The banning of traffic from the quais of the Seine has created a lovely space by the river which on summer evenings is full of young people who have taken down a blanket, some food and bottles of wine or beer. So enjoy a reasonably priced dinner, the lively atmosphere and what is easily one of the best views in Europe. 

. . . and to mention.

It’s not technically a French speciality, but according to the annual poll plat préférés des français France’s favourite dish is couscous.

Brought to France via its north-African immigrants, the couscouserie is now a fixture of the French high street. In most places, the custom is that you get a heaped plate of couscous and a tureen of vegetarian tagine and then order your meat – eg lamb kebabs, merguez sausage – separately. 

Not only is it delicious, it’s also usually very reasonably priced. 

To find guides to the regional specialities of southern and central France, head to our Food & Drink section.  

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TOURISM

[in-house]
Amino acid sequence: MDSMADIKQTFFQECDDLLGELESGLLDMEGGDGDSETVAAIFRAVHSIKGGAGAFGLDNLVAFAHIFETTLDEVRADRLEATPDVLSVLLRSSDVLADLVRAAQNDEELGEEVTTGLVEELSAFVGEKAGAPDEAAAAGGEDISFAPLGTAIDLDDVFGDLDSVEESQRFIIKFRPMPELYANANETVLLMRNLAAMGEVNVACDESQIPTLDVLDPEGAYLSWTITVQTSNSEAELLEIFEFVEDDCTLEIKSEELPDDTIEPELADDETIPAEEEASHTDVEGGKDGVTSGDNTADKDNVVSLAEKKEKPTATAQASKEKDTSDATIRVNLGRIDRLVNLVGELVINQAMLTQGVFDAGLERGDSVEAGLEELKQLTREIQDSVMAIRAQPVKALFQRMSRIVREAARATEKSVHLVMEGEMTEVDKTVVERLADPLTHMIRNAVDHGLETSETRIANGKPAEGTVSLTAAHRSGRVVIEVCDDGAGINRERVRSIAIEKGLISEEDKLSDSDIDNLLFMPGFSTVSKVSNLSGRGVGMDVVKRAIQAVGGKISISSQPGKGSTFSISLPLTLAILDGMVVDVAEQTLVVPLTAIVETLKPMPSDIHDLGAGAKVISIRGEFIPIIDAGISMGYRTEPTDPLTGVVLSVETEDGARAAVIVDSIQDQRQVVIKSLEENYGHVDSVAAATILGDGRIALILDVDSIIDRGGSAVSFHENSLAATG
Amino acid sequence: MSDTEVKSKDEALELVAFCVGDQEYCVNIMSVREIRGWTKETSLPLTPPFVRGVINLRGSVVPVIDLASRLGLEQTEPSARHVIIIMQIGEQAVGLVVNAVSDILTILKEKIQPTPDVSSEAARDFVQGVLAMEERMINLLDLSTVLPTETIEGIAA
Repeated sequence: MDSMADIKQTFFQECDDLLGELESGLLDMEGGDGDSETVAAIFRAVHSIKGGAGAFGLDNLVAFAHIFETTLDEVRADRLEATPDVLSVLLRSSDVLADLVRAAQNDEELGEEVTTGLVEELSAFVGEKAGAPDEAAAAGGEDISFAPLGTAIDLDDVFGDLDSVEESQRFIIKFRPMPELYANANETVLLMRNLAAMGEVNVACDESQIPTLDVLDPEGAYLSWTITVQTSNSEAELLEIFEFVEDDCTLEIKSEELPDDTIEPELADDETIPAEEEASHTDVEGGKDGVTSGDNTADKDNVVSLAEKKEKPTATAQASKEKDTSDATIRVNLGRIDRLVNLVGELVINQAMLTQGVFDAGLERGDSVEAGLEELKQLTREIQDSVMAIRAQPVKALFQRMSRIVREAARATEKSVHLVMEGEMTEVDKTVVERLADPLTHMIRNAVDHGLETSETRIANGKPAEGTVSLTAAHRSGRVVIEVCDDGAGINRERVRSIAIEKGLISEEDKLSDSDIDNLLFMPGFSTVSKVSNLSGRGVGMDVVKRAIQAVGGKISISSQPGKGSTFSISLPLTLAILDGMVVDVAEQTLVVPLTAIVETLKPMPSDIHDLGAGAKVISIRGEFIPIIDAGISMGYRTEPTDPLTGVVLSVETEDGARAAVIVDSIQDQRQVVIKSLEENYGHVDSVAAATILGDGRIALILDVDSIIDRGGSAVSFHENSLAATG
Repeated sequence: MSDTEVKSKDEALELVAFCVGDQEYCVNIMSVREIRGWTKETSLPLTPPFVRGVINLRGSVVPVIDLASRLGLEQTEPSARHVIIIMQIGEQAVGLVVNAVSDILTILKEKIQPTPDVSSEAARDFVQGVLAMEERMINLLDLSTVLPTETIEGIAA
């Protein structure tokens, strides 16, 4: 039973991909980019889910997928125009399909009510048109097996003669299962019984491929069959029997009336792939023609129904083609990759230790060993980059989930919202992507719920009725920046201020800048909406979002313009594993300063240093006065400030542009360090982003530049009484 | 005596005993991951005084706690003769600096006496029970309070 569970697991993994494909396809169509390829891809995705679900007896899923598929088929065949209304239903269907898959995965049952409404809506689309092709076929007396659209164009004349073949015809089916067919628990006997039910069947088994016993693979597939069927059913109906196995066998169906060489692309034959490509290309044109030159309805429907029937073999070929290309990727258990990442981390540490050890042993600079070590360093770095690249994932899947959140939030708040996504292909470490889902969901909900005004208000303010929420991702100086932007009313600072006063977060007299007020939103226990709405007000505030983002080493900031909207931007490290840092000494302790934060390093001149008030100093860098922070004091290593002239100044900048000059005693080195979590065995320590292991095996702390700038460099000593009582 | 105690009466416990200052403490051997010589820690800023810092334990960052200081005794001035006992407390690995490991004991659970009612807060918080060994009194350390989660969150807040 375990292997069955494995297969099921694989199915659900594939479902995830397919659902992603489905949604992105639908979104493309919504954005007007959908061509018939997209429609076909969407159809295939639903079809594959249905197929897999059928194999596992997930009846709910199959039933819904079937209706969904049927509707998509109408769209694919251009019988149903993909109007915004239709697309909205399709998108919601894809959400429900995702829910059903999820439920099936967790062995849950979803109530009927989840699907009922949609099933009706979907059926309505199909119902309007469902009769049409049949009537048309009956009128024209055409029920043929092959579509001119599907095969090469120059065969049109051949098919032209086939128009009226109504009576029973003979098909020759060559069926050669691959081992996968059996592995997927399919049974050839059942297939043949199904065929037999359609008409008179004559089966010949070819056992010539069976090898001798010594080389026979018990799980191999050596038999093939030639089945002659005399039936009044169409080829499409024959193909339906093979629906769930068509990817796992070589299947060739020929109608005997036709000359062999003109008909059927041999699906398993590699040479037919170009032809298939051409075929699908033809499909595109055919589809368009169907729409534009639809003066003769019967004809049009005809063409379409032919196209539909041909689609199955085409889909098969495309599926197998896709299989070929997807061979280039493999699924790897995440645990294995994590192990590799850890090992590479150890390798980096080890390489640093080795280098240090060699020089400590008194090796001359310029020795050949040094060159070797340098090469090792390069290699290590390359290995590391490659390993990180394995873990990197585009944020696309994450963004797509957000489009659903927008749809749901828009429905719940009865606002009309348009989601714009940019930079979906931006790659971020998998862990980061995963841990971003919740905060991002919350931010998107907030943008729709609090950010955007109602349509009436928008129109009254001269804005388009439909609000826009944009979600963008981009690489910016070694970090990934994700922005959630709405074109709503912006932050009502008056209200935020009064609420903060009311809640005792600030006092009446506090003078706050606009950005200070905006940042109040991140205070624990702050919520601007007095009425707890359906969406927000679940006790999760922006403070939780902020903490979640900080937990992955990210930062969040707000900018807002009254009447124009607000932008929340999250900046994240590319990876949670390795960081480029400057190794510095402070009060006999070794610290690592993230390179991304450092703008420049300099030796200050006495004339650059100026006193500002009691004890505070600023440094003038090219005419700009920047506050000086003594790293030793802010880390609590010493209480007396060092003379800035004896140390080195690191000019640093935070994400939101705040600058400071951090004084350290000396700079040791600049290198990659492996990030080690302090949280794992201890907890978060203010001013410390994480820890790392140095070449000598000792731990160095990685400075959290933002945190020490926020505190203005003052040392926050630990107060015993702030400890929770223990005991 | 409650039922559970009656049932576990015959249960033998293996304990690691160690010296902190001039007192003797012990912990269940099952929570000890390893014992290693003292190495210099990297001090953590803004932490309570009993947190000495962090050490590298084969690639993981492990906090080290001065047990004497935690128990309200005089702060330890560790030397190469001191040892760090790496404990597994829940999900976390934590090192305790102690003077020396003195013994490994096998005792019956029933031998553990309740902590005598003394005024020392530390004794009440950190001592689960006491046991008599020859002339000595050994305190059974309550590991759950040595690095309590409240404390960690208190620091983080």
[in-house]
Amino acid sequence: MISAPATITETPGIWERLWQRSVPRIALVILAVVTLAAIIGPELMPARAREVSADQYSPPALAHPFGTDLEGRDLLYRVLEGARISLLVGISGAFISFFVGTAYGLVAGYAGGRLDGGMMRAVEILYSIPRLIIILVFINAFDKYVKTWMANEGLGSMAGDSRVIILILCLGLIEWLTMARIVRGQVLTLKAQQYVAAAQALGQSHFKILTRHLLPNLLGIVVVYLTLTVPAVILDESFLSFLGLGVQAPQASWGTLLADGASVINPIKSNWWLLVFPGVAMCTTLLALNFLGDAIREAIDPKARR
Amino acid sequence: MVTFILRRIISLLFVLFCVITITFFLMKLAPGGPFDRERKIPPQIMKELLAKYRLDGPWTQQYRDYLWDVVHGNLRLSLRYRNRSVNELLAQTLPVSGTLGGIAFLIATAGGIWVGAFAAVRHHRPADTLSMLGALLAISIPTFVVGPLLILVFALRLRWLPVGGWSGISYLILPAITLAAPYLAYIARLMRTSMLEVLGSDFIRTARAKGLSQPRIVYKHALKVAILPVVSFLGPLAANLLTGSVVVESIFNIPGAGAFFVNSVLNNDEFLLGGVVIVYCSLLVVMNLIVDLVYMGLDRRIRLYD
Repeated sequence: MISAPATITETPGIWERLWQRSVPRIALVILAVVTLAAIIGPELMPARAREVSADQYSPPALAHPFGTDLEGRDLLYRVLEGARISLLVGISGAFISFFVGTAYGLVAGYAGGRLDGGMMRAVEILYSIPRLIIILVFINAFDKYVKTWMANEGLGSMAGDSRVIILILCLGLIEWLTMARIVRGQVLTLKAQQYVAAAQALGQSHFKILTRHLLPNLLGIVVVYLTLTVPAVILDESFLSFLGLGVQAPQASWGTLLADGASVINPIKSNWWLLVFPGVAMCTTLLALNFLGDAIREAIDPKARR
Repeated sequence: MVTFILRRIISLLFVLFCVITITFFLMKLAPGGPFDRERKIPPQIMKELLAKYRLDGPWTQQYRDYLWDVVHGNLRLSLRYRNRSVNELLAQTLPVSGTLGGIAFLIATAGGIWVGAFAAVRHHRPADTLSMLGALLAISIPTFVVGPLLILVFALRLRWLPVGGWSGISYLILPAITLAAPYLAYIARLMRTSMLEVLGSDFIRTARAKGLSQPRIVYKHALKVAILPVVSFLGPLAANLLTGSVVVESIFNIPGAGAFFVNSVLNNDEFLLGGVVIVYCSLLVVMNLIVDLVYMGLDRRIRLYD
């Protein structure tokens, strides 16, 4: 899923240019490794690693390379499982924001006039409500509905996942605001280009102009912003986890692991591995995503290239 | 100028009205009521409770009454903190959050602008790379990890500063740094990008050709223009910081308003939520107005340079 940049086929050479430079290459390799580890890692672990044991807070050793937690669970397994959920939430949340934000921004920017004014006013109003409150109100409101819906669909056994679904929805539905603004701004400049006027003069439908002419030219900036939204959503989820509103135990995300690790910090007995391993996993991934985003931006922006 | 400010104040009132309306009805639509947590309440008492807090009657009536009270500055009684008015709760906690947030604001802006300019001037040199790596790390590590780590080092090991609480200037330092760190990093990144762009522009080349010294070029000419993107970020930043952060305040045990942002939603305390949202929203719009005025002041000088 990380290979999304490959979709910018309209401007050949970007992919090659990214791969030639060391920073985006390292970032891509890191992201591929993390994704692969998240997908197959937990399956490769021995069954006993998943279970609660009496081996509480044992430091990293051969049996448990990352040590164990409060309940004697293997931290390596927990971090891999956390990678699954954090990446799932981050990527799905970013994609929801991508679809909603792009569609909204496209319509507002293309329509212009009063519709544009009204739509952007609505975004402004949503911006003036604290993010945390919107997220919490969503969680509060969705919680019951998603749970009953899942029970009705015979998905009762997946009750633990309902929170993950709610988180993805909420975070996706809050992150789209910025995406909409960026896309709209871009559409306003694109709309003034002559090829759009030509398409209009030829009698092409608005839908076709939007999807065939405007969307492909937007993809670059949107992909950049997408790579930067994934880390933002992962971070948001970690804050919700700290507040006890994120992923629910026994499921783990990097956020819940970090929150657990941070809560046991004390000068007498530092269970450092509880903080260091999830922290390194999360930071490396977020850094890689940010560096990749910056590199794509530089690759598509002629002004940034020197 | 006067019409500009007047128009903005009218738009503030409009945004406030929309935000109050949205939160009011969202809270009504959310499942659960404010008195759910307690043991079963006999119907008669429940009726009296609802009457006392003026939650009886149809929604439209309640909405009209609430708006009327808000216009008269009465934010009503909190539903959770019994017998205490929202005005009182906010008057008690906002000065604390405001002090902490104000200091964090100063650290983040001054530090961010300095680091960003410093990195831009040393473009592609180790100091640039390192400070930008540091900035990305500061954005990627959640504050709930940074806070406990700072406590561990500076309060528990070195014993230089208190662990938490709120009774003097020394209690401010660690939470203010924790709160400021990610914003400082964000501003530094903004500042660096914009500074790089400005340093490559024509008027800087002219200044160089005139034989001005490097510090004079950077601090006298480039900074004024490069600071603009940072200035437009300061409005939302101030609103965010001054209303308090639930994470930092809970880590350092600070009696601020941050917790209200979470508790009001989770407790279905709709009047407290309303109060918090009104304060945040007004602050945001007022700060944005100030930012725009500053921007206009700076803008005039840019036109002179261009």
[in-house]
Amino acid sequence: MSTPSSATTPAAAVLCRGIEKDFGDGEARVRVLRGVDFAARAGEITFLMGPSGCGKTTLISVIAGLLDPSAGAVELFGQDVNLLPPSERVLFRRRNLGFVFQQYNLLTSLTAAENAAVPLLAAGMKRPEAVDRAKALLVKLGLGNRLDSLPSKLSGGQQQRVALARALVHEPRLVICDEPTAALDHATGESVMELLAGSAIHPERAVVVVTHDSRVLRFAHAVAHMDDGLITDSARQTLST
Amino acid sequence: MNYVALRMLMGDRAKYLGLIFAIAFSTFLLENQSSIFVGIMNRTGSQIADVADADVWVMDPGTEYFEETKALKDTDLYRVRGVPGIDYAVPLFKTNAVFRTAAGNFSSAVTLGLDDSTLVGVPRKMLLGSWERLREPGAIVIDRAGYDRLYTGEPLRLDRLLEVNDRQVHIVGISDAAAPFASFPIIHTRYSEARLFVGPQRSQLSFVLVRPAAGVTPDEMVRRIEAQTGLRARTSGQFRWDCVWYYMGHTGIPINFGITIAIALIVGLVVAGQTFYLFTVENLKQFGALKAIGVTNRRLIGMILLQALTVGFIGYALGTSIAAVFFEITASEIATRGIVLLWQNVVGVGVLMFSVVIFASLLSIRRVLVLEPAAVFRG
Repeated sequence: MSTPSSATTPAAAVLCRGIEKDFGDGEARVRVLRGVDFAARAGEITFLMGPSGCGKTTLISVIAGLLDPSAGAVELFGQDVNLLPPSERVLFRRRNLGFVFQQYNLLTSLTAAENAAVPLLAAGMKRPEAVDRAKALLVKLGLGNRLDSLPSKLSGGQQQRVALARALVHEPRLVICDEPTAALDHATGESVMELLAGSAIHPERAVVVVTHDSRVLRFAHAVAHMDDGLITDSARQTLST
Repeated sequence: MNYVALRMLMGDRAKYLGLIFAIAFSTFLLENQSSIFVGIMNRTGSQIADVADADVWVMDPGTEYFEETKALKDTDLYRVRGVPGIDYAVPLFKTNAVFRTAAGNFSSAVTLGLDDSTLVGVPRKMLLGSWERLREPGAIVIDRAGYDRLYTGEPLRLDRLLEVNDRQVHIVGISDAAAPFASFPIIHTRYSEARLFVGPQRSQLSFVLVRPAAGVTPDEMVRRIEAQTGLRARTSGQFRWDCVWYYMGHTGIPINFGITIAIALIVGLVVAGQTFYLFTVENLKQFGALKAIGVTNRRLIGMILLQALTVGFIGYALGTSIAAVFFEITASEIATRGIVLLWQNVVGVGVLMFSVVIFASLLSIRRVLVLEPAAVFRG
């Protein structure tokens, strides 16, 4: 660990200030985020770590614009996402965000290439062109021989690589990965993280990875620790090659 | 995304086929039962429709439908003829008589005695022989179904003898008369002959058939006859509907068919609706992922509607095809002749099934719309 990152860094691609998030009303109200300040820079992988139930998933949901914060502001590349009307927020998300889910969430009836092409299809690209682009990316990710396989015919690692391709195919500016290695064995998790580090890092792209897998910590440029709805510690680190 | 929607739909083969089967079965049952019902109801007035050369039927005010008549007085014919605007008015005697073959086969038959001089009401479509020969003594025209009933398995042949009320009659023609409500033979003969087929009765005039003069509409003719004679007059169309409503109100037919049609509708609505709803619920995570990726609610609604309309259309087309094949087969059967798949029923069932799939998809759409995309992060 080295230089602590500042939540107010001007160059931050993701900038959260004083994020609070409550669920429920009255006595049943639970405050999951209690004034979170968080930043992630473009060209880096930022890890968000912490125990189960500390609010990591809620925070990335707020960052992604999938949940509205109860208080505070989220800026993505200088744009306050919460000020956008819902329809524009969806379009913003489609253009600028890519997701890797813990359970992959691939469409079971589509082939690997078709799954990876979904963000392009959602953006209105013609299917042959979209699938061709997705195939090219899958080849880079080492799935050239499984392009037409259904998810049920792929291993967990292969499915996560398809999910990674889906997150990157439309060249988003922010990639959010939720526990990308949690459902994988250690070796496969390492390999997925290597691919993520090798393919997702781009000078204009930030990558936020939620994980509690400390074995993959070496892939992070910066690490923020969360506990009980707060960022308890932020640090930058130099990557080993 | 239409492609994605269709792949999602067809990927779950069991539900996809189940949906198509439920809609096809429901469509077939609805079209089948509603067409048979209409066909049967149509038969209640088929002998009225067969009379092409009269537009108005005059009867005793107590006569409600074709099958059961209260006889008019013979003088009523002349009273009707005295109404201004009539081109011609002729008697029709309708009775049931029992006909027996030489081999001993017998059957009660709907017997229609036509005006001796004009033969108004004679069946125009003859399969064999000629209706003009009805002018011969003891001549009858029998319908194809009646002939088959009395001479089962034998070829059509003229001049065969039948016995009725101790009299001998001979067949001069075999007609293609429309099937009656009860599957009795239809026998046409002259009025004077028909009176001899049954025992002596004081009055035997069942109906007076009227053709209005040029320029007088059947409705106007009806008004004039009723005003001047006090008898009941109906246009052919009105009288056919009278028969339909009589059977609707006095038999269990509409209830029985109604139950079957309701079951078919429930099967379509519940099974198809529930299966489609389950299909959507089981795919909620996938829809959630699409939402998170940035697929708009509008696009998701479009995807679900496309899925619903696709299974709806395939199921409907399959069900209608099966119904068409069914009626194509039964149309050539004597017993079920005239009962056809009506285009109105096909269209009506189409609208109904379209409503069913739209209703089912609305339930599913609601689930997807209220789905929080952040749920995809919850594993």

What to know when visiting France’s lavender fields this summer

Known affectionately as 'blue gold,' France’s lavender fields are a popular tourist attraction every year. Here is what you need to know about visiting them:

What to know when visiting France's lavender fields this summer

Lavender is the “soul of Provence,” the French region where the fields can be found. Like wine, lavender was brought to France around 2,000 years ago by the Romans. The flower is the emblem of ‘Haute Provence’ regional identity, though the fields stretch from just outside of Nice almost all the way up to Valence, and they are not fully exclusive to France.

Even the washerwomen, those whose job it was to clean clothes and linen, were referred to as les lavandières in France. 

The flowers, which can be found mainly in two species in Provence, have several uses – as oils for cooking and bathing, as a perfume for soaps, and even as an antiseptic for healing wounds and scars.

The lavender essential oil that comes from Provence is even an AOP (L’Appellation d’origine protégée) in France. 

When is the best time to see the fields?

Typically, the lavender flowers from around mid-June to early-to-mid August. However, depending on the weather, especially if there is a drought or hotter temperatures, the lavender might flower sooner than normal, which is likely the case for this year.

This is unfortunately also a side effect of climate change, which might be pushing up the lavender flowering season.

Where should I go?